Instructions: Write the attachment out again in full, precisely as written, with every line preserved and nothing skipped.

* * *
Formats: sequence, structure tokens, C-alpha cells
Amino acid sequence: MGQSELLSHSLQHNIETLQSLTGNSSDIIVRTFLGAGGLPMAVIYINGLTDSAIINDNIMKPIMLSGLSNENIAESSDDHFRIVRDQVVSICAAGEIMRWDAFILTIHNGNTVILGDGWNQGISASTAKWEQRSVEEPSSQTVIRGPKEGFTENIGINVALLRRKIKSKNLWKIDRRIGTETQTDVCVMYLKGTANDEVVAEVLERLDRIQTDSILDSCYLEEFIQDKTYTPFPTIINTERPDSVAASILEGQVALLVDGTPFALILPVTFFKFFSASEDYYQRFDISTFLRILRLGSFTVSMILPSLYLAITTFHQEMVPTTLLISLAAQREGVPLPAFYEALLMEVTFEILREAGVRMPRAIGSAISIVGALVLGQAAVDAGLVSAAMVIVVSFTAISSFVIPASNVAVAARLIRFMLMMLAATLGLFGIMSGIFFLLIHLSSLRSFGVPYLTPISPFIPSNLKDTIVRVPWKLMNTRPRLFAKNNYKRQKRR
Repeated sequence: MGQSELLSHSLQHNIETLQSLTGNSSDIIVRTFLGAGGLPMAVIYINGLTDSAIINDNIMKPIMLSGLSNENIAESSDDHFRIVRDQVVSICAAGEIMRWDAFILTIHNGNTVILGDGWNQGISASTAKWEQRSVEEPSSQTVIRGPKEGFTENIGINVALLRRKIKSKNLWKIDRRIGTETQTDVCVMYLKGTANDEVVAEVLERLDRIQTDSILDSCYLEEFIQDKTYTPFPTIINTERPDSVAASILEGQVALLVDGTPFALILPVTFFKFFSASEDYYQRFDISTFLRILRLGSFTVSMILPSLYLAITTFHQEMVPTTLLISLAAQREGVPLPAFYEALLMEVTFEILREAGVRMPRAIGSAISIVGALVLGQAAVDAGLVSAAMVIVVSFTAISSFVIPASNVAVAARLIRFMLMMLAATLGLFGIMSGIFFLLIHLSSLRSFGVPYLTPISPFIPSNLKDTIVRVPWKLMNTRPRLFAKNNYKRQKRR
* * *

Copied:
Formats: sequence, structure tokens, C-alpha cells
Amino acid sequence: MGQSELLSHSLQHNIETLQSLTGNSSDIIVRTFLGAGGLPMAVIYINGLTDSAIINDNIMKPIMLSGLSNENIAESSDDHFRIVRDQVVSICAAGEIMRWDAFILTIHNGNTVILGDGWNQGISASTAKWEQRSVEEPSSQTVIRGPKEGFTENIGINVALLRRKIKSKNLWKIDRRIGTETQTDVCVMYLKGTANDEVVAEVLERLDRIQTDSILDSCYLEEFIQDKTYTPFPTIINTERPDSVAASILEGQVALLVDGTPFALILPVTFFKFFSASEDYYQRFDISTFLRILRLGSFTVSMILPSLYLAITTFHQEMVPTTLLISLAAQREGVPLPAFYEALLMEVTFEILREAGVRMPRAIGSAISIVGALVLGQAAVDAGLVSAAMVIVVSFTAISSFVIPASNVAVAARLIRFMLMMLAATLGLFGIMSGIFFLLIHLSSLRSFGVPYLTPISPFIPSNLKDTIVRVPWKLMNTRPRLFAKNNYKRQKRR
Repeated sequence: MGQSELLSHSLQHNIETLQSLTGNSSDIIVRTFLGAGGLPMAVIYINGLTDSAIINDNIMKPIMLSGLSNENIAESSDDHFRIVRDQVVSICAAGEIMRWDAFILTIHNGNTVILGDGWNQGISASTAKWEQRSVEEPSSQTVIRGPKEGFTENIGINVALLRRKIKSKNLWKIDRRIGTETQTDVCVMYLKGTANDEVVAEVLERLDRIQTDSILDSCYLEEFIQDKTYTPFPTIINTERPDSVAASILEGQVALLVDGTPFALILPVTFFKFFSASEDYYQRFDISTFLRILRLGSFTVSMILPSLYLAITTFHQEMVPTTLLISLAAQREGVPLPAFYEALLMEVTFEILREAGVRMPRAIGSAISIVGALVLGQAAVDAGLVSAAMVIVVSFTAISSFVIPASNVAVAARLIRFMLMMLAATLGLFGIMSGIFFLLIHLSSLRSFGVPYLTPISPFIPSNLKDTIVRVPWKLMNTRPRLFAKNNYKRQKRR